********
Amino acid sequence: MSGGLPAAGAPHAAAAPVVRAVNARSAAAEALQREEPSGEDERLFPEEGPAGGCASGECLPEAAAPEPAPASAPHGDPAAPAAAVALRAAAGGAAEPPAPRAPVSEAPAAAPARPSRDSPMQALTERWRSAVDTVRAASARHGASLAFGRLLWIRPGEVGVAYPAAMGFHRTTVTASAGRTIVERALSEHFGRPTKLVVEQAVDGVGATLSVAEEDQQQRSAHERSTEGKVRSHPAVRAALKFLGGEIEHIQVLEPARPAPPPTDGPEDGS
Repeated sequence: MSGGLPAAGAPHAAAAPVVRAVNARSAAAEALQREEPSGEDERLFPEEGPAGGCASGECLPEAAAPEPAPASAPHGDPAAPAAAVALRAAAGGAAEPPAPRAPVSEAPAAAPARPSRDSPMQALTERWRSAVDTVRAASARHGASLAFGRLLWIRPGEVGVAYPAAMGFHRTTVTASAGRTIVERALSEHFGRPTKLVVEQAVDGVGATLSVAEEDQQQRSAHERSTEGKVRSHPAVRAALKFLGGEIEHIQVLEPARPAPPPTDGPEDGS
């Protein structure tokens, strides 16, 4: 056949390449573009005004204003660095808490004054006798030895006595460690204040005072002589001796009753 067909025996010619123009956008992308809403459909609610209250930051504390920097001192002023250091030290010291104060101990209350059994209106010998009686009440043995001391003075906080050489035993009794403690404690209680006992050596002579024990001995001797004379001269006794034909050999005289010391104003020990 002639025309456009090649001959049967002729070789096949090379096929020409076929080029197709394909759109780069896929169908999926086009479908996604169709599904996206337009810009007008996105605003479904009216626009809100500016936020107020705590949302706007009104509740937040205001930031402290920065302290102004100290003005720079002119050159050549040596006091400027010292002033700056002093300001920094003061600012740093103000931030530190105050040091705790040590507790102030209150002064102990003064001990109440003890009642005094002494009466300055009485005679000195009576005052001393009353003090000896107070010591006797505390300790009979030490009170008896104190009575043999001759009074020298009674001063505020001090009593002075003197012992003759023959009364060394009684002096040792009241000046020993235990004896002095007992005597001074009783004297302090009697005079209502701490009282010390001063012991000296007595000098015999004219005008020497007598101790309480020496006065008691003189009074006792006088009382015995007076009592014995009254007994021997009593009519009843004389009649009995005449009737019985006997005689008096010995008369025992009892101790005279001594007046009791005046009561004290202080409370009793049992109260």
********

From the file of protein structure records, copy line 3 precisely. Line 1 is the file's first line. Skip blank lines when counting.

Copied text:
């Protein structure tokens, strides 16, 4: 056949390449573009005004204003660095808490004054006798030895006595460690204040005072002589001796009753 067909025996010619123009956008992308809403459909609610209250930051504390920097001192002023250091030290010291104060101990209350059994209106010998009686009440043995001391003075906080050489035993009794403690404690209680006992050596002579024990001995001797004379001269006794034909050999005289010391104003020990 002639025309456009090649001959049967002729070789096949090379096929020409076929080029197709394909759109780069896929169908999926086009479908996604169709599904996206337009810009007008996105605003479904009216626009809100500016936020107020705590949302706007009104509740937040205001930031402290920065302290102004100290003005720079002119050159050549040596006091400027010292002033700056002093300001920094003061600012740093103000931030530190105050040091705790040590507790102030209150002064102990003064001990109440003890009642005094002494009466300055009485005679000195009576005052001393009353003090000896107070010591006797505390300790009979030490009170008896104190009575043999001759009074020298009674001063505020001090009593002075003197012992003759023959009364060394009684002096040792009241000046020993235990004896002095007992005597001074009783004297302090009697005079209502701490009282010390001063012991000296007595000098015999004219005008020497007598101790309480020496006065008691003189009074006792006088009382015995007076009592014995009254007994021997009593009519009843004389009649009995005449009737019985006997005689008096010995008369025992009892101790005279001594007046009791005046009561004290202080409370009793049992109260």